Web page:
Our Africa Dream Safari began with our arrival along with our friends Kris and Nara at Kilimanjaro Airport the evening of May 11th. After the long flight the nights rest in Arusha was welcome. The following morning our bush plane pilot, Liz, pointed out Mount Kilimanjaro, Maasai communities, migrating Wildebeests and other sights below as we flew to the western Serengeti. During our final approach to the grass airstrip we saw Hippos, a pride of Lions sleeping in the grass, Giraffe, Wildebeest, Baboons and Monkeys!
Our guide Anglebert greeted the four of us, transferred our luggage to the Land Cruiser, and within the first two hours we saw Impala, Eland, Giraffes, Crocodiles, Hippos, Monitor Lizard, Cape Buffalo, Weaver Birds, and Elephants.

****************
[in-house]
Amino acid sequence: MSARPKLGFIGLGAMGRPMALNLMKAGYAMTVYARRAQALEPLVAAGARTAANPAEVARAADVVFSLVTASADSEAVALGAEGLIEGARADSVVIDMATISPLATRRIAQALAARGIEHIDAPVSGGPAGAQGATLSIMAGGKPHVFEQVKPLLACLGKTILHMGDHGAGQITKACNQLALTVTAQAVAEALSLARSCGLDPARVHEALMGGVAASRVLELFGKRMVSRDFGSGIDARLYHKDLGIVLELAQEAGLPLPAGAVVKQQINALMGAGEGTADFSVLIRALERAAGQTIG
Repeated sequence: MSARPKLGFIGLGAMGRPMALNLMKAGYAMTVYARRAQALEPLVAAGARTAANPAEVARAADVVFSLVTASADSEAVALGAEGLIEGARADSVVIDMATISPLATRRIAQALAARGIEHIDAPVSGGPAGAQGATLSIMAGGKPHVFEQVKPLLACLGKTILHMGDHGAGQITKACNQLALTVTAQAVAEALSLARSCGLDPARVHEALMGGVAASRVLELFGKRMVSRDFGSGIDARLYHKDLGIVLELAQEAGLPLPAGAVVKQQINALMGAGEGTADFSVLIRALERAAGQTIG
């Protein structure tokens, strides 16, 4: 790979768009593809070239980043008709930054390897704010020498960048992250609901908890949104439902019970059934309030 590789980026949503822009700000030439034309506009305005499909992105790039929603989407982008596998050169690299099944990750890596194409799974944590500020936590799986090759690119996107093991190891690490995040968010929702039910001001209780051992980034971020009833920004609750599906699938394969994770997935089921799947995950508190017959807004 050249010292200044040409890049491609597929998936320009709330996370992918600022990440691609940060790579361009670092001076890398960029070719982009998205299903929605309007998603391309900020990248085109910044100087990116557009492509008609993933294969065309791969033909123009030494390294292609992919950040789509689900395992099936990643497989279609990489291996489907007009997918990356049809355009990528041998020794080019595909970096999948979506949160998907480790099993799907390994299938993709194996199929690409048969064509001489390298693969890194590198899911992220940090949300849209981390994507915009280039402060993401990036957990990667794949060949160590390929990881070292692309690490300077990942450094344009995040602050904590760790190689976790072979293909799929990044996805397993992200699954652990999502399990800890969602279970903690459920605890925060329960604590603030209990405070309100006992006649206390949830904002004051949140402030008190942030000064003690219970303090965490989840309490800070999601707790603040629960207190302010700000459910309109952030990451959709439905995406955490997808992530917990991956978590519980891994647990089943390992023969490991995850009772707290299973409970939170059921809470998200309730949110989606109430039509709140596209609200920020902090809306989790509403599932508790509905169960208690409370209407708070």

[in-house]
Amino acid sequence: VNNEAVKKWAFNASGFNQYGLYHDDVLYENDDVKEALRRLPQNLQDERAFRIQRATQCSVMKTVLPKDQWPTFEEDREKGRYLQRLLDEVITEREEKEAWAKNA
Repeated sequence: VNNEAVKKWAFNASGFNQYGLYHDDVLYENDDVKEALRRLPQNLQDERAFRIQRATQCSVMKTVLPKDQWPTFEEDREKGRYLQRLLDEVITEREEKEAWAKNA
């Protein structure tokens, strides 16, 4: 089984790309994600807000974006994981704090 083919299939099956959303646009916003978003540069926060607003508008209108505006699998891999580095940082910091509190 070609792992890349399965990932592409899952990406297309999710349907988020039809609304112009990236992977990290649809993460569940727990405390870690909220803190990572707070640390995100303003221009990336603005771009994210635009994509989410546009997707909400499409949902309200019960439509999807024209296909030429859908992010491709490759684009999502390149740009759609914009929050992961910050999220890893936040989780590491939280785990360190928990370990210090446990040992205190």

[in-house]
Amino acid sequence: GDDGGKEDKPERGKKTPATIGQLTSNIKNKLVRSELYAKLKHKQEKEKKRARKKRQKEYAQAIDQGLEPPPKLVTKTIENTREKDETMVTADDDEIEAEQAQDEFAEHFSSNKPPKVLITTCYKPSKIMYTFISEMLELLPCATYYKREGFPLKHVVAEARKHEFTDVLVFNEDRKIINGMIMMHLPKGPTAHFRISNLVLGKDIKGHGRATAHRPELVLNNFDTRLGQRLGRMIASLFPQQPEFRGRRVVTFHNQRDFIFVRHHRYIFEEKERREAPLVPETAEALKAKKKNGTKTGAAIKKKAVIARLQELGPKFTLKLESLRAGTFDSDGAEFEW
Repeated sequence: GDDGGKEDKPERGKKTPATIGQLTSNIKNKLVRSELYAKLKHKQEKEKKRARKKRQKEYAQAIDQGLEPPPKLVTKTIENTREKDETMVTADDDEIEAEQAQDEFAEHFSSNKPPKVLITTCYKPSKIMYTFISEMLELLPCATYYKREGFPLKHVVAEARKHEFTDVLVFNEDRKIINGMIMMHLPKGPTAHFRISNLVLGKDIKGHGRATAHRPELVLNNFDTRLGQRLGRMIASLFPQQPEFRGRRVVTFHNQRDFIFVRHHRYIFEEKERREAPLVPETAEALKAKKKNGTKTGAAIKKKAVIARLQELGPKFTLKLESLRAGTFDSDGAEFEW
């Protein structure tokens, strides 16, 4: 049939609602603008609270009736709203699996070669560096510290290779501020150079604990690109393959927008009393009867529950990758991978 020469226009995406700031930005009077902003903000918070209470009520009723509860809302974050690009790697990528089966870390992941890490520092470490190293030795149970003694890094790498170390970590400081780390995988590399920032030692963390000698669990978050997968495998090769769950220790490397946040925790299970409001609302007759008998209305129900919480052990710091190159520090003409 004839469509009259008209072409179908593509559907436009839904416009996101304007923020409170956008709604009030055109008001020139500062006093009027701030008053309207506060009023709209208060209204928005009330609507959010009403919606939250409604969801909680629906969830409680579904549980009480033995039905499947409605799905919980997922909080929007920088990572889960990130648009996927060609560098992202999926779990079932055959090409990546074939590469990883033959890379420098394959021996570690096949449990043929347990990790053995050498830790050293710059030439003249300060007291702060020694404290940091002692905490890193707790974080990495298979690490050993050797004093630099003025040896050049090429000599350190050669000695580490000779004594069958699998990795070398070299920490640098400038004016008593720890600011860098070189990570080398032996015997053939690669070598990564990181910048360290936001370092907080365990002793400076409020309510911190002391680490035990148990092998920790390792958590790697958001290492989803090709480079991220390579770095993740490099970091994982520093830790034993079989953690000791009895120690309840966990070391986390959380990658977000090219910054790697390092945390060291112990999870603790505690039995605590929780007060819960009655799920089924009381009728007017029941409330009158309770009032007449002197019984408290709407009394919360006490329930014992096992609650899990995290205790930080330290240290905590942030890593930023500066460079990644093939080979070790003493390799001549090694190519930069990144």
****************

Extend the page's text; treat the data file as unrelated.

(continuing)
During our picnic a group of giraffes strolled by, eyeing our group carefully. While we were taking photos, he was constantly working to position us for the best light, photo composition and opportunities, and got us close to any action. We learned the ins and outs of navigating within the Land Cruiser for viewing and photography, and became pretty efficient within a short time.
We arrived in late afternoon at Mbalageti Tented Lodge, located on a high hill with a panoramic view of the Serengeti. The accommodations there and at Mbuzi Mawe Tented Lodge were delightful. Our second night a lion was roaring just outside our room, and there were the sounds of Hyenas, Zebra, Baboons, and Elephants in the distance.